Take a hard look at the Miami Dolphins right now.
After a 3-0 start, they're on a three-game losing streak. One of those games, I can forgive. Two losses, I can live with. But the third loss crossed the line.
Why are the Dolphins in the position they are in? Let me explain the first three wins: Ryan Tannehill and a defense that played well.
Now to explain the last three losses: bad coaching and horrendous personnel scouting along the offensive line catching up with the Dolphins.
The Dolphins enter their toughest stretch of the season, as they're set to play two games in four days. One game is a road matchup against an ornery Tom Brady and the New England Patriots. Then a Halloween night matchup against a Cincinnati Bengals squad that looks to go far in the playoffs this season.
If the Dolphins finish that stretch at 4-4, it will be a miracle. Realistically, you can see them at 3-5.
A 3-5 record ends all playoff hopes. Sure, they'll have a seemingly easy November against the Tampa Bay Buccaneers, San Diego Chargers and Carolina Panthers, but the Bills game on Sunday was seemingly easy as well.
If the realistic prediction of 3-5 after Cincinnati comes true, then Miami will miss the playoffs.
If that happens, then general manager Jeff Ireland, head coach Joe Philbin and offensive coordinator Mike Sherman must be shown the door.
Progress is something that the Dolphins haven't shown this season. They seemed to show it in their first three games only to regress to the mean like a hot-shooting team in the second half against the Miami Heat.
How can you justify keeping the same regime in place when there isn't any progress shown? How can you justify this when your quarterback is regressing at a rate that's putting him closer to Chad Henne than Dan Marino?
There's a concrete reason for the Dolphins' offensive woes: an offensively bad offensive line.
Who does that fall on? Jeff Ireland.
Even with Ireland's almost stubborn refusal to fix the offensive line during the offseason, it's not like there isn't talent on the line. Mike Pouncey and Richie Incognito are two of the best players at their positions, yet they too have made their mistakes in Miami's first six games of the season.
That part falls on the coaching staff.
The players are to blame too, but at least Omar Kelly of the Sun-Sentinel has reported that Incognito has held himself accountable. Meanwhile, Andrew Abramson of The Palm Beach Post reported that Pouncey has gone as far as asking for his brother Maurkice (Pittsburgh Steelers center) for advice.
By going to his brother, it feels like Pouncey has done more to help improve the offensive line this season than his own coaches have.
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Despite a poor offensive line, the Dolphins have been in every game this season save for one. Just a couple of plays would have put this team at 5-1 and in sole possession of first place in the AFC East.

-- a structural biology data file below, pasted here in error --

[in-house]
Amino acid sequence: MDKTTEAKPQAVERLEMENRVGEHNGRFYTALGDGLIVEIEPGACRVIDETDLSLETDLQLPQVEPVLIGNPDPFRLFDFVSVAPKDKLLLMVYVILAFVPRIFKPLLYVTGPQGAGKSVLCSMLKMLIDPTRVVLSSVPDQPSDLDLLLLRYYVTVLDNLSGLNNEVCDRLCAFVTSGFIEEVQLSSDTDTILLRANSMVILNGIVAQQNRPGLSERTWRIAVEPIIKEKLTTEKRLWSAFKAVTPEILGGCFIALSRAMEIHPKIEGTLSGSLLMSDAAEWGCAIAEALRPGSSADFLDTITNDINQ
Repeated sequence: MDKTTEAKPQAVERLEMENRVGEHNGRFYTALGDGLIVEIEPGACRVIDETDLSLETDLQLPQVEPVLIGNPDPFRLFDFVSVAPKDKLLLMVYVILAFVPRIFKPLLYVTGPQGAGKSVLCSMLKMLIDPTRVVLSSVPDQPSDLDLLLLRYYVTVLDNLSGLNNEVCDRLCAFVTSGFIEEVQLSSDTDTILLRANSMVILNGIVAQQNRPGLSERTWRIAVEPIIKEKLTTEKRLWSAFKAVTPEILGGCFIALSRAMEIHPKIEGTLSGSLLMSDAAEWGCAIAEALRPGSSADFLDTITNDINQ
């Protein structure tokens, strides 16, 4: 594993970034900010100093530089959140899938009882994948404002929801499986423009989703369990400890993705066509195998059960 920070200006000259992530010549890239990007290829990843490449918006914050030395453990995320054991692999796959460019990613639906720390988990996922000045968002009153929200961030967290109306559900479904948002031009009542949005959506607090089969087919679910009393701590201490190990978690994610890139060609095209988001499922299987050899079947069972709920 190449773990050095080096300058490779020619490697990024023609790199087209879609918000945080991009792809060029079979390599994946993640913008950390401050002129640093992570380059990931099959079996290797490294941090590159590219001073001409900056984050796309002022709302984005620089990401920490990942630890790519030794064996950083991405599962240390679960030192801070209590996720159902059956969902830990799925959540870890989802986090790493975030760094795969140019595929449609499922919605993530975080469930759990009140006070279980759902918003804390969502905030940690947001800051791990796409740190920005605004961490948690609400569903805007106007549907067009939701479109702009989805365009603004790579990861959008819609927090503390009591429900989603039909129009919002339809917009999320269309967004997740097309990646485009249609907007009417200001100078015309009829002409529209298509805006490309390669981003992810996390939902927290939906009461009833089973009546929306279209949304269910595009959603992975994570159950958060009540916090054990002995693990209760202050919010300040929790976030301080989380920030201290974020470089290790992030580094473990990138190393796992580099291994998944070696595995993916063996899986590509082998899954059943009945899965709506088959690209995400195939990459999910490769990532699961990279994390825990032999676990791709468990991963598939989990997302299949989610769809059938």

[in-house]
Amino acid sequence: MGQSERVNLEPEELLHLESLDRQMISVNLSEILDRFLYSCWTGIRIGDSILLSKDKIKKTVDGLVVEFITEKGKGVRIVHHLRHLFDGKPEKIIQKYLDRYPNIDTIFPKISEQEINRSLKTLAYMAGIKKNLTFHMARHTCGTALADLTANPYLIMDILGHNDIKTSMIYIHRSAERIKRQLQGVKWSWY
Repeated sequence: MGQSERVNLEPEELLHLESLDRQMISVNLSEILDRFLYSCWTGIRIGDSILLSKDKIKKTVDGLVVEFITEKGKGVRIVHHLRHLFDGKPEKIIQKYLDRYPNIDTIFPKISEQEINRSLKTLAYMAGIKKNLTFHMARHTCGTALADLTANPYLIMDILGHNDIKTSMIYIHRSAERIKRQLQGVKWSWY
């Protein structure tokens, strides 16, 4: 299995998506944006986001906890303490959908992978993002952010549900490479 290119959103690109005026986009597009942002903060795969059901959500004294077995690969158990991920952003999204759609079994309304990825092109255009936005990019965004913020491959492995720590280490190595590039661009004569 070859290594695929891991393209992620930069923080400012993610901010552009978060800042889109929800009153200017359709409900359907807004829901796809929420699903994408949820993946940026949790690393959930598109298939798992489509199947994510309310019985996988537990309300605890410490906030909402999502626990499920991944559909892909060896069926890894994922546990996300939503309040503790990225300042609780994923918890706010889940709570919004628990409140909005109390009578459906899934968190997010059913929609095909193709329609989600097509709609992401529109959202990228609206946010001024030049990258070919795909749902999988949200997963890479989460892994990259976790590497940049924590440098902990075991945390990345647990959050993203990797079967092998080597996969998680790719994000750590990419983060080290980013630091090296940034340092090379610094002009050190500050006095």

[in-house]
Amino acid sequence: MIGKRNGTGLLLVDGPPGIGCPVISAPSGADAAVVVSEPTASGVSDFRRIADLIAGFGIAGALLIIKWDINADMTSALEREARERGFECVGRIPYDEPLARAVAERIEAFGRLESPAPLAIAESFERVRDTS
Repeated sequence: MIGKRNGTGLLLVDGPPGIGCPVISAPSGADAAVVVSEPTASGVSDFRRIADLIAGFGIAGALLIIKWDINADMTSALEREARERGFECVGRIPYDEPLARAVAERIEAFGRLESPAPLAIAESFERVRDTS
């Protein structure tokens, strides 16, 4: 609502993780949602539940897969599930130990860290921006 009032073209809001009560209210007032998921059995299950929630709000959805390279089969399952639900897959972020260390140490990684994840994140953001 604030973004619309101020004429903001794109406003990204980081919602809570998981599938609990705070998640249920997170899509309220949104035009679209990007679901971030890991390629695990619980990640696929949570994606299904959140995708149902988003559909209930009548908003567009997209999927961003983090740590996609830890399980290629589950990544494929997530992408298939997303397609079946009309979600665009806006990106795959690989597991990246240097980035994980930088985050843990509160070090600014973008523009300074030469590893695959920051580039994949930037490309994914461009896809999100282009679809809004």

Why didn't they happen? Blame a coaching staff that can't seem to figure out how to call the right play at the right time—like calling run plays when at midfield with three minutes left in the game.
Even if the Dolphins went three-and-out on the last drive, if on each play they ran the play clock down to one second, they would have either wasted two minutes, forced the Bills to use all of their timeouts or a combination of the two.
That would've made it tough for the Bills to drive down a long field and win the game after a Brandon Fields punt.
This is also the same coaching staff that refused to run the ball down the middle against the Baltimore Ravens, despite the fact that the Ravens defense is at its weakest there. The same coaching staff that refuses to give Marcus Thigpen or Lamar Miller the ball in space despite being very effective when they have had chances.
This is unacceptable, and contrary to what you may believe, these have been problems that the team won in spite of at the beginning of the season.
But now that more tape is out, the NFL knows what it takes to beat the Dolphins and has taken notice of the blueprint.
What adjustments have there been? A few, but then they revert back to what everyone knows they're going to do. Their Week 7 loss to the Bills was the perfect example of this.
You had an offensive line that gave up sacks at the wrong time of the game and a coaching staff that saw something that worked—a running game that produced 120 yards on 25 carries—and then moved away from it when that's exactly what the team needed at the time.
These are your 2013 Miami Dolphins, and if changes aren't made, they will be your 2014 Miami Dolphins too. As the joke goes: "7-9 forever, your Miami Dolphins!"
Should the Miami Dolphins change their regime at the end of the season?
I turn 30 years old today (October 21st), and I don't want to wait 30 more years to see this team contend. I was one when the Dolphins last made the Super Bowl and nine when they made their last AFC Championship Game.
I don't want to be turning 40 years old and writing this same piece. I don't want to have to write it at age 31 either.
The Dolphins need to rid themselves of the front office and coaching staff this year if they don't make the playoffs. If they don't, then Sun Life Stadium will be even emptier when the Buffalo Bills come to visit next season.
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